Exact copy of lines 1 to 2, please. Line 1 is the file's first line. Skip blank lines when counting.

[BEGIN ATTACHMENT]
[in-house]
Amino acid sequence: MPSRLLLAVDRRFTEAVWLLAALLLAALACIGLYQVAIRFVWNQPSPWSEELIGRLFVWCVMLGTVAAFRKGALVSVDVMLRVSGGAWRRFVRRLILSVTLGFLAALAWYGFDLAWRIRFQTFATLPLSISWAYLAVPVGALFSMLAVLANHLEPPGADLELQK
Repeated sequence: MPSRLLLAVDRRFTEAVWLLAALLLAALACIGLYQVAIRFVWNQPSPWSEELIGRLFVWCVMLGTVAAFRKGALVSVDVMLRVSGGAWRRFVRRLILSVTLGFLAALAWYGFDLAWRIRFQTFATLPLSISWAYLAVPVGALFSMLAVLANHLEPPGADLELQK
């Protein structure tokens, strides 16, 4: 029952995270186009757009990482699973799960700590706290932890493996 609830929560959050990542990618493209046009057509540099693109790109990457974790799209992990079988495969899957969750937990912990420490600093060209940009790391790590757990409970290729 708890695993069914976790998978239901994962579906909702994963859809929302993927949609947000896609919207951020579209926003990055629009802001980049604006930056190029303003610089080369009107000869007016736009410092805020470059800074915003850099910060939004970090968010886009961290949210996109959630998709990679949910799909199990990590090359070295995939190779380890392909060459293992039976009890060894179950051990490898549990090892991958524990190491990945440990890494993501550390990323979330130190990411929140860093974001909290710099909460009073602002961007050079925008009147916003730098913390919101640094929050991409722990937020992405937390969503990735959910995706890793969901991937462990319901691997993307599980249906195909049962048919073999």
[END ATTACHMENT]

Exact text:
[in-house]
Amino acid sequence: MPSRLLLAVDRRFTEAVWLLAALLLAALACIGLYQVAIRFVWNQPSPWSEELIGRLFVWCVMLGTVAAFRKGALVSVDVMLRVSGGAWRRFVRRLILSVTLGFLAALAWYGFDLAWRIRFQTFATLPLSISWAYLAVPVGALFSMLAVLANHLEPPGADLELQK